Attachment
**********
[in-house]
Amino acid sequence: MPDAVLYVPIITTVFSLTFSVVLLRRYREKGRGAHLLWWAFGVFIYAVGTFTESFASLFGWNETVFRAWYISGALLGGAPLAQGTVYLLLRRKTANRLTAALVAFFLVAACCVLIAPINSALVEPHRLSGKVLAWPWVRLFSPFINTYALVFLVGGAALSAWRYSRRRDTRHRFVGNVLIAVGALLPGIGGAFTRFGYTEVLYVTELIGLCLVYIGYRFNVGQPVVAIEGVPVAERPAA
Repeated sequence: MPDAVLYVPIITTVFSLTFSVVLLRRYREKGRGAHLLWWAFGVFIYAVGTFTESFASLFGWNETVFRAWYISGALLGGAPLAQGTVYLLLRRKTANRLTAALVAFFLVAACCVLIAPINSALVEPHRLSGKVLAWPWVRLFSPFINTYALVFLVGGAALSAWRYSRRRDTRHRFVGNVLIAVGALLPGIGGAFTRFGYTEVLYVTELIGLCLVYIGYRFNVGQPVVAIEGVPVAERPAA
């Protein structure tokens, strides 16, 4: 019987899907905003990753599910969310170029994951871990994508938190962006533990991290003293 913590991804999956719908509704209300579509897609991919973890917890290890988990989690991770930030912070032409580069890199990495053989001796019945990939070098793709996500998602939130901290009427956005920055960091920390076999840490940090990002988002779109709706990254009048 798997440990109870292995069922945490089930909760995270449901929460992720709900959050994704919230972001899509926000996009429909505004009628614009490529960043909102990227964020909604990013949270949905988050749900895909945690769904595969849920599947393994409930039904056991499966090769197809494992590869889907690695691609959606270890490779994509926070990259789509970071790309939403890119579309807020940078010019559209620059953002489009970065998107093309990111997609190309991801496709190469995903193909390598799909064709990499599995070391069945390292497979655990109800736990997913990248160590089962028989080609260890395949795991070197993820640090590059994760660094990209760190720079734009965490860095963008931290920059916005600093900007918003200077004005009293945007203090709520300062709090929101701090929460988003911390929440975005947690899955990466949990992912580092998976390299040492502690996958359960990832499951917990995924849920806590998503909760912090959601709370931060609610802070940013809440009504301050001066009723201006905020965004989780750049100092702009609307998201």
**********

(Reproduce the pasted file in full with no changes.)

[in-house]
Amino acid sequence: MPDAVLYVPIITTVFSLTFSVVLLRRYREKGRGAHLLWWAFGVFIYAVGTFTESFASLFGWNETVFRAWYISGALLGGAPLAQGTVYLLLRRKTANRLTAALVAFFLVAACCVLIAPINSALVEPHRLSGKVLAWPWVRLFSPFINTYALVFLVGGAALSAWRYSRRRDTRHRFVGNVLIAVGALLPGIGGAFTRFGYTEVLYVTELIGLCLVYIGYRFNVGQPVVAIEGVPVAERPAA
Repeated sequence: MPDAVLYVPIITTVFSLTFSVVLLRRYREKGRGAHLLWWAFGVFIYAVGTFTESFASLFGWNETVFRAWYISGALLGGAPLAQGTVYLLLRRKTANRLTAALVAFFLVAACCVLIAPINSALVEPHRLSGKVLAWPWVRLFSPFINTYALVFLVGGAALSAWRYSRRRDTRHRFVGNVLIAVGALLPGIGGAFTRFGYTEVLYVTELIGLCLVYIGYRFNVGQPVVAIEGVPVAERPAA
């Protein structure tokens, strides 16, 4: 019987899907905003990753599910969310170029994951871990994508938190962006533990991290003293 913590991804999956719908509704209300579509897609991919973890917890290890988990989690991770930030912070032409580069890199990495053989001796019945990939070098793709996500998602939130901290009427956005920055960091920390076999840490940090990002988002779109709706990254009048 798997440990109870292995069922945490089930909760995270449901929460992720709900959050994704919230972001899509926000996009429909505004009628614009490529960043909102990227964020909604990013949270949905988050749900895909945690769904595969849920599947393994409930039904056991499966090769197809494992590869889907690695691609959606270890490779994509926070990259789509970071790309939403890119579309807020940078010019559209620059953002489009970065998107093309990111997609190309991801496709190469995903193909390598799909064709990499599995070391069945390292497979655990109800736990997913990248160590089962028989080609260890395949795991070197993820640090590059994760660094990209760190720079734009965490860095963008931290920059916005600093900007918003200077004005009293945007203090709520300062709090929101701090929460988003911390929440975005947690899955990466949990992912580092998976390299040492502690996958359960990832499951917990995924849920806590998503909760912090959601709370931060609610802070940013809440009504301050001066009723201006905020965004989780750049100092702009609307998201």